Prayer for A Political Convention

From the Executive Director

On Friday, May 6, I had the honor and privilege of being asked to offer the opening invocation for the Maine state Democratic Convention at the Cross Arena in Portland. Because the Maine Council of Churches neither opposes nor supports political candidates, I felt it was important to offer a prayer that was non-partisan and that could have been delivered just as comfortably at the Republican convention. The Rev. Dr. Martin Luther King’s wise words served as my guideposts as I wrote and delivered this prayer. He said, “The church … is not the master or servant of the state, but rather the conscience of the state. It must be the guide and the critic of the state, and never its tool.” In that spirit, here is what I prayed:

Because we gather in a nation that welcomes people of all faiths (and of no faith), I invite you to personalize this prayer in your heart, according to your own tradition and beliefs. I respect and honor those who pray in ways other than mine, even as I claim my own tradition of prayer in the name of Jesus of Nazareth who gave his life in the struggle against forces of injustice. Let us quiet our hearts in a spirit of prayer…

IMG_0429 Gracious God, guide the work of those assembled here tonight as they bring the institutions of our democracy to life. Grant them wisdom. Grant them courage. Grant them a moral imagination that creates a capacity for civility and the grace to disagree without disrespect as they work vigorously for the well-being of our country, the land that we love.

Even as we ask for these gifts from you, Lord, we pause to acknowledge our human tendencies toward fear, hatred, blame and division… and we ask for your forgiveness. Help us to challenge those who incite fear and hatred. Transform us into people who are informed, respectful, and known for our principles and ideals, so that our children can be proud of the way we speak and lead and govern this great nation.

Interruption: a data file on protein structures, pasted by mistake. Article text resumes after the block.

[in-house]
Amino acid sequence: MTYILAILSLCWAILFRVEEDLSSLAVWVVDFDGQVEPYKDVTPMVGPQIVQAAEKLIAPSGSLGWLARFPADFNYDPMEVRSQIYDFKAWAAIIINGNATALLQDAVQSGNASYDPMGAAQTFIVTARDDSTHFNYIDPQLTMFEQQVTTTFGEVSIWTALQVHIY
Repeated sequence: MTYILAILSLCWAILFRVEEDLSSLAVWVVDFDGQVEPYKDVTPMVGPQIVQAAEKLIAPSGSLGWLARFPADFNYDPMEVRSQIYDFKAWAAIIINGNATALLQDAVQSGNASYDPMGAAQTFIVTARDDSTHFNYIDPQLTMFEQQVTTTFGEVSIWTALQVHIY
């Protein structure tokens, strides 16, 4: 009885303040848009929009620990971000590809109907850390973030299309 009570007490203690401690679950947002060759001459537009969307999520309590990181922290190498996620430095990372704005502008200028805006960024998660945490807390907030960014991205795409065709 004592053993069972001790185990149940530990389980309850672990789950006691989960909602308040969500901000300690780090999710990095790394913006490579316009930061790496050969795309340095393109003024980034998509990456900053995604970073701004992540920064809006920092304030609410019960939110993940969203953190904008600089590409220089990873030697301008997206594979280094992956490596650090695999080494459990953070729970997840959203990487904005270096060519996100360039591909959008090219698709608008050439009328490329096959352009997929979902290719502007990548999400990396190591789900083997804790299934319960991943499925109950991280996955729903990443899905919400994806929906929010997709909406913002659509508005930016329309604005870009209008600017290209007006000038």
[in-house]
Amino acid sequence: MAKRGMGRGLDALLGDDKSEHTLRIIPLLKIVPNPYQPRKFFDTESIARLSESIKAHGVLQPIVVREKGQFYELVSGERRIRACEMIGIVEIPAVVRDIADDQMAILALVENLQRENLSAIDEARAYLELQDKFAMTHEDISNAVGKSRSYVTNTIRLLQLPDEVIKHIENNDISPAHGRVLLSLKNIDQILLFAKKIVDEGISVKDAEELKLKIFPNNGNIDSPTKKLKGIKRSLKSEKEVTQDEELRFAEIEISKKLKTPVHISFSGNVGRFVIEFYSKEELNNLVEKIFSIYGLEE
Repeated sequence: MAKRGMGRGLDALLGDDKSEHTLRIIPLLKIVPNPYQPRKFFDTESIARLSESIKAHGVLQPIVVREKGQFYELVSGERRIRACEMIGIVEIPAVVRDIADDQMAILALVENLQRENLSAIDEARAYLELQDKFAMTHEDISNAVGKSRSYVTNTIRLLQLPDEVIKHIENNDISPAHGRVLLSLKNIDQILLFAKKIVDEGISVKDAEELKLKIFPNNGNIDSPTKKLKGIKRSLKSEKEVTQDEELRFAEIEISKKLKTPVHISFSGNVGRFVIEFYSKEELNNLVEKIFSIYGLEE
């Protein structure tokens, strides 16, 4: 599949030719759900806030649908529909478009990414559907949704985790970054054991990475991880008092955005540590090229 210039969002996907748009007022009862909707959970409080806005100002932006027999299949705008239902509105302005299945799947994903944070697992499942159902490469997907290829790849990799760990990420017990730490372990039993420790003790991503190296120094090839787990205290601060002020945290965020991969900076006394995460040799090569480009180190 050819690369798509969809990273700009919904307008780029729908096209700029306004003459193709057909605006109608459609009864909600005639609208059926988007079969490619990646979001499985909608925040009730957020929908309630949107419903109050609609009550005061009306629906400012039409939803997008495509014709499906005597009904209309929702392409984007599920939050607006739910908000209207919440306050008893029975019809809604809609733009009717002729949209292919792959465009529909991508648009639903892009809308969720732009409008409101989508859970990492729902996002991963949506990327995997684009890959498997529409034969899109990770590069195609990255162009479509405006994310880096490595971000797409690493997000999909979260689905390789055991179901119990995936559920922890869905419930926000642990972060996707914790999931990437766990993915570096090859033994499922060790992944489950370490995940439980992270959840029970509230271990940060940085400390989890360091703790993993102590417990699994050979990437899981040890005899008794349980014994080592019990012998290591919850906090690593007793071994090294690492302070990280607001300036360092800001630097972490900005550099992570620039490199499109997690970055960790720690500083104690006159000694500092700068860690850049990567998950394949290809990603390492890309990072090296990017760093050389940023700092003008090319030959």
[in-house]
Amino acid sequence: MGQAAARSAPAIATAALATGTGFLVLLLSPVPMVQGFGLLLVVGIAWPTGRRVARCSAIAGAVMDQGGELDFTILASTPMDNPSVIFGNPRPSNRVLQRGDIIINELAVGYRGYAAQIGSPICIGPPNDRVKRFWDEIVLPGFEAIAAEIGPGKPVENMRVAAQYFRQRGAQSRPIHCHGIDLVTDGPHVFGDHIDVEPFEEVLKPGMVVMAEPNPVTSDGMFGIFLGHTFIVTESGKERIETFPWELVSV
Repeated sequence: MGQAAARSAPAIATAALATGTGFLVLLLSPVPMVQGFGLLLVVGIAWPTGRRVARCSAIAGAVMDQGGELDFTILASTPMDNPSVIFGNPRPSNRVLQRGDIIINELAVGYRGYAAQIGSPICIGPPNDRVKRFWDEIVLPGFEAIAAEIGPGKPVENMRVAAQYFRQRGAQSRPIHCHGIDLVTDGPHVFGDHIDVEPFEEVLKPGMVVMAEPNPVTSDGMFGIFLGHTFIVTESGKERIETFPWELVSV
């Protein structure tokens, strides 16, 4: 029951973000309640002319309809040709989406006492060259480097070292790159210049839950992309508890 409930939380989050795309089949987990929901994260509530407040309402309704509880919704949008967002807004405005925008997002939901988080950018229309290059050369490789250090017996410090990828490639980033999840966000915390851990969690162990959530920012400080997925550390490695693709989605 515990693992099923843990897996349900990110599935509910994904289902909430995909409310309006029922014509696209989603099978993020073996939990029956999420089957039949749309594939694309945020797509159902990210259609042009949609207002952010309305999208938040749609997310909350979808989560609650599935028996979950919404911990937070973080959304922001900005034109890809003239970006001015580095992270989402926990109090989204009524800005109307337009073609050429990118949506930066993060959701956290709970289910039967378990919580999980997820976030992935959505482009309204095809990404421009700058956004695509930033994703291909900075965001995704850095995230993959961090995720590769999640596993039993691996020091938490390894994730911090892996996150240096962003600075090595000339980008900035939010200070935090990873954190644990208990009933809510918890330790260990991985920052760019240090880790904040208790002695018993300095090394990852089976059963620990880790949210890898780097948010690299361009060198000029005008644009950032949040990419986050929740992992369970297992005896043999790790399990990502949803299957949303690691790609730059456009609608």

Bless the candidates of this party, O God, and bless the candidates of their opponents’ party, that all who seek to lead our government will have an unwavering commitment to care for the weak and vulnerable, those who are sick, hungry or homeless; to advocate for the poor and the powerless, those who are imprisoned, those who are neglected or forgotten. We pray that the candidates—and that we—will have a wideness of heart to care for all victims of racism and discrimination, to welcome immigrants, to speak for the voiceless.

Grant all of us the moral stamina of spirit and integrity of purpose to prevail over cynicism and selfishness, so that, with courage and compassion, we can affirm and uphold the common good, and love our neighbors as we love our selves.

If anyone here tonight has come to this convention world-weary or beset by doubts and fears about the future, nourish within them the hope they need to believe that our work does matter in the struggle to realize our society’s highest ideals, as together we seek justice, love mercy and walk with humility.

God of gentleness and justice, as we enter into this election process, we pray in the spirit of St. Francis, that you would make us instruments of your peace, sowing seeds of merciful love and fierce hope. May we be servants of your holy, creative will, always and ever mindful that you bless us, in order that we might be a blessing to the world.

May it be so. Amen.